On the points in your first paragraph: it's not unusual for people to like the idea of a job and after spending some time in work experience realise that they don't like the reality of the job. Pretty much every career you can think of has good parts and bad parts, and you'll never be able to escape doing things you're not completely happy with, but they're the price of getting to do the things you really want to do. The question you have to ask yourself is whether or not the difficulty of working with the complexity of the vehicles is worth it for you. In truth, you'll probably learn a lot more than you'd think possible just by seeing and doing if you went to work as a mechanic. Everything is complicated when you first see it, but with time, effort, and experience it becomes much easier. There is definitely a trend towards electric cars which might change the job of a mechanic a bit, but they're still cars at the end of the day and they'll still need looking after in some way (tyres, brakes, etc.) even if they don't have an internal combustion engine. Even then, there'll still be old petrol/diesel cars on the roads for some time to come!

On the points in your second paragraph: as far as possible, don't make career decisions based on how other people might perceive you. They're not doing the job, and they'll be coming to you every year for their service/MOT. You'll spend around 80,000 hours of your life working, so as hard as it is to block out others' thoughts, don't let them sway you from choosing a career you'd really like.
Most jobs you spend most of your life working. It is a good job imo but I cba with all the stigma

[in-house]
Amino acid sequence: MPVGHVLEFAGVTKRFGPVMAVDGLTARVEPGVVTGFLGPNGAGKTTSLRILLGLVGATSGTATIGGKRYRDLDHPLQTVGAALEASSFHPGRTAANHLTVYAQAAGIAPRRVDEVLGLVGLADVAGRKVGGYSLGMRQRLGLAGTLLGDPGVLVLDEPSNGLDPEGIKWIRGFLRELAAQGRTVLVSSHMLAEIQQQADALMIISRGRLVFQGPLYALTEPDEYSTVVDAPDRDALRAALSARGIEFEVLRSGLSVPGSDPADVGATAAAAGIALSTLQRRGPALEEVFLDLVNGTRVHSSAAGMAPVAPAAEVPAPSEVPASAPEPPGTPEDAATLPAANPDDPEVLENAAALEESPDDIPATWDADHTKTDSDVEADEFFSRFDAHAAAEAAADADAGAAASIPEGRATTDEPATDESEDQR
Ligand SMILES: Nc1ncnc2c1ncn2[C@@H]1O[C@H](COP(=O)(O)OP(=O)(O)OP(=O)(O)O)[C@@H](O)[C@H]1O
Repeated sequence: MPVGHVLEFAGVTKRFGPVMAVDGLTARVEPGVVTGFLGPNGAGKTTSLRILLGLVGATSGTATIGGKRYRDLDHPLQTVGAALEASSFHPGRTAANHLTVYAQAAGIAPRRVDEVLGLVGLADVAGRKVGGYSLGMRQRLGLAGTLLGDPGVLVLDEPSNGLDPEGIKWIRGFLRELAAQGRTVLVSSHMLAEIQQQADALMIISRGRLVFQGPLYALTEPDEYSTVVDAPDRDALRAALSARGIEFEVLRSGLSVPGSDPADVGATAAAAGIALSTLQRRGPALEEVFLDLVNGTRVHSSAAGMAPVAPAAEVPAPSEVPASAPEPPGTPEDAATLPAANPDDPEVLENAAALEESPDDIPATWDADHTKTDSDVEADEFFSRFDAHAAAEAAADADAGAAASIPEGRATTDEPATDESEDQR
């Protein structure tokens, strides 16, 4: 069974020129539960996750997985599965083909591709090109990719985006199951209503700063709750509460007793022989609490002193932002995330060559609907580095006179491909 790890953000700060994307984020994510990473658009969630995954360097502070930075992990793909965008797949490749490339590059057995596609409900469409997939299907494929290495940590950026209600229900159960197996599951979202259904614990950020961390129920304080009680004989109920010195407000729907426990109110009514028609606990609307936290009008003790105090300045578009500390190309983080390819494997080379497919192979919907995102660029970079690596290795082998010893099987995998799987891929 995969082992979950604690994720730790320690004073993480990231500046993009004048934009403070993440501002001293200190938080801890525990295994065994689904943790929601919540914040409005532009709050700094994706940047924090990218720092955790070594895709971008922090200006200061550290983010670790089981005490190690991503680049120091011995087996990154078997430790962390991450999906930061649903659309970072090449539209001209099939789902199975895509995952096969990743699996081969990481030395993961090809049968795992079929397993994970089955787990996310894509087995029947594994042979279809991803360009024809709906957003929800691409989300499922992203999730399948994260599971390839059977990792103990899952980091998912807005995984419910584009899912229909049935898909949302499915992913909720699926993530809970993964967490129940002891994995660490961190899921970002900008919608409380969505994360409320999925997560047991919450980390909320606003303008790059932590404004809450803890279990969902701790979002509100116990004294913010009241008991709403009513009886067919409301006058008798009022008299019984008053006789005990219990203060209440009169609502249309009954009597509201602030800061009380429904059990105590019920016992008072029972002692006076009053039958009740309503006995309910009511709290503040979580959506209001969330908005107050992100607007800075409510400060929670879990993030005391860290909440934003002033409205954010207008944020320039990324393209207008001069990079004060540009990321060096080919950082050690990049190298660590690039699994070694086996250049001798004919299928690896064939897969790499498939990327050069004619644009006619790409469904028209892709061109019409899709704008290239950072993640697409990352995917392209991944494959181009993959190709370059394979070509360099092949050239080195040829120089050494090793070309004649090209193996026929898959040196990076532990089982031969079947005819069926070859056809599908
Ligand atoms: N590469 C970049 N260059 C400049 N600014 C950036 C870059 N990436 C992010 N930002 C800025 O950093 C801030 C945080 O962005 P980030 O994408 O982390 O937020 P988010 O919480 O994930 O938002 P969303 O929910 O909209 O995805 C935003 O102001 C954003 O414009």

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Anonymous #1
#4
Report Thread starter 2 months ago
#4
(Original post by SummerStrawberry)
On the points in your first paragraph: for people to like the idea of a job and after spending some time in work experience realise that they don't like the reality of the job. Pretty much every career you can think of has good parts and bad parts, and you'll never be able to escape doing things you're not completely happy with, but they're the price of getting to do the things you really want to do. The question you have to ask yourself is whether or not the difficulty of working with the complexity of the vehicles is worth it for you. In truth, you'll probably learn a lot more than you'd think possible just by seeing and doing if you went to work as a mechanic. Everything is complicated when you first see it, but with time, effort, and experience it becomes much easier. There is definitely a trend towards electric cars which might change the job of a mechanic a bit, but they're still cars at the end of the day and they'll still need looking after in some way (tyres, brakes, etc.) even if they don't have an internal combustion engine. Even then, there'll still be old petrol/diesel cars on the roads for some time to come!

On the points in your second paragraph: as far as possible, don't make career decisions based on how other people might perceive you. They're not doing the job, and they'll be coming to you every year for their service/MOT. You'll spend around 80,000 hours of your life working, so as hard as it is to block out others' thoughts, don't let them sway you from choosing a career you'd really like.